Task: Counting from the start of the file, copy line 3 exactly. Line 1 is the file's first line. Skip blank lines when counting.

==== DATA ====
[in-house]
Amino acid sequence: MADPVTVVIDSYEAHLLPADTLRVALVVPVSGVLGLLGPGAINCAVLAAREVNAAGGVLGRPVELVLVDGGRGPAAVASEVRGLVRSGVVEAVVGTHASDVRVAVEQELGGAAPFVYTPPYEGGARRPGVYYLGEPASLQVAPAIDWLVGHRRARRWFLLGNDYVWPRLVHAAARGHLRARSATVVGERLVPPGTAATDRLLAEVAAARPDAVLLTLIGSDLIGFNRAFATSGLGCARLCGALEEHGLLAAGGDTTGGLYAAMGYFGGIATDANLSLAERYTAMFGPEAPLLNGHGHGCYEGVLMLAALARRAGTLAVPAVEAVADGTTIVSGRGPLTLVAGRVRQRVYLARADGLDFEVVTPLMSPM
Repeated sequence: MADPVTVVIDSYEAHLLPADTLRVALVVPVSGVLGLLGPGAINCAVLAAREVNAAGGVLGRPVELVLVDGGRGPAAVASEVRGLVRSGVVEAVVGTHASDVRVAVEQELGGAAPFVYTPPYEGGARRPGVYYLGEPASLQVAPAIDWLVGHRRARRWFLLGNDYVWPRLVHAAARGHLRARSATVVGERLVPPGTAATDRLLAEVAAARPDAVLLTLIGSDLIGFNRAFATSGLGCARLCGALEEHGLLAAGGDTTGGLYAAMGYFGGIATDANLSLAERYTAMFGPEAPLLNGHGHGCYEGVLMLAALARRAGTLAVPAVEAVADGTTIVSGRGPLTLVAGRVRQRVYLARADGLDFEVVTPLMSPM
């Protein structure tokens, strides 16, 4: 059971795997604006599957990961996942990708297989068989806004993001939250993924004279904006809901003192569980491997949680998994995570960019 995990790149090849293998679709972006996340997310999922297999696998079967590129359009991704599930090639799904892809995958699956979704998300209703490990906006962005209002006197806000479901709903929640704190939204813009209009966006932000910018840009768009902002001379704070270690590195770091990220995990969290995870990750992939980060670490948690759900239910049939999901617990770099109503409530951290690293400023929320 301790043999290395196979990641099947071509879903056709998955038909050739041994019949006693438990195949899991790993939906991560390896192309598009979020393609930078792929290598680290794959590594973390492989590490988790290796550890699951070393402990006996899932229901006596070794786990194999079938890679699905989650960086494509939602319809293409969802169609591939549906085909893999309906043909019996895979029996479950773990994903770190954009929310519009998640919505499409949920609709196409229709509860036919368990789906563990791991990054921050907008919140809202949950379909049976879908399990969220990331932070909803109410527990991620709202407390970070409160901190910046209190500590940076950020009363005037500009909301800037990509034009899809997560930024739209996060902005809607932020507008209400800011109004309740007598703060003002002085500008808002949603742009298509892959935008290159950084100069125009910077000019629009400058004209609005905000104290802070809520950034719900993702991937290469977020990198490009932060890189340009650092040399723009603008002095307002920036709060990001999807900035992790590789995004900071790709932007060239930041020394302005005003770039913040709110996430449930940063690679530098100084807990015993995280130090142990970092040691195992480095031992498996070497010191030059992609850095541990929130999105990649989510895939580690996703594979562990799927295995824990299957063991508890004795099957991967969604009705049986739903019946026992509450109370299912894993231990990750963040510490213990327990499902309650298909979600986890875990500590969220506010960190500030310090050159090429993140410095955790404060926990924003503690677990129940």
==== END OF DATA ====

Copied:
Repeated sequence: MADPVTVVIDSYEAHLLPADTLRVALVVPVSGVLGLLGPGAINCAVLAAREVNAAGGVLGRPVELVLVDGGRGPAAVASEVRGLVRSGVVEAVVGTHASDVRVAVEQELGGAAPFVYTPPYEGGARRPGVYYLGEPASLQVAPAIDWLVGHRRARRWFLLGNDYVWPRLVHAAARGHLRARSATVVGERLVPPGTAATDRLLAEVAAARPDAVLLTLIGSDLIGFNRAFATSGLGCARLCGALEEHGLLAAGGDTTGGLYAAMGYFGGIATDANLSLAERYTAMFGPEAPLLNGHGHGCYEGVLMLAALARRAGTLAVPAVEAVADGTTIVSGRGPLTLVAGRVRQRVYLARADGLDFEVVTPLMSPM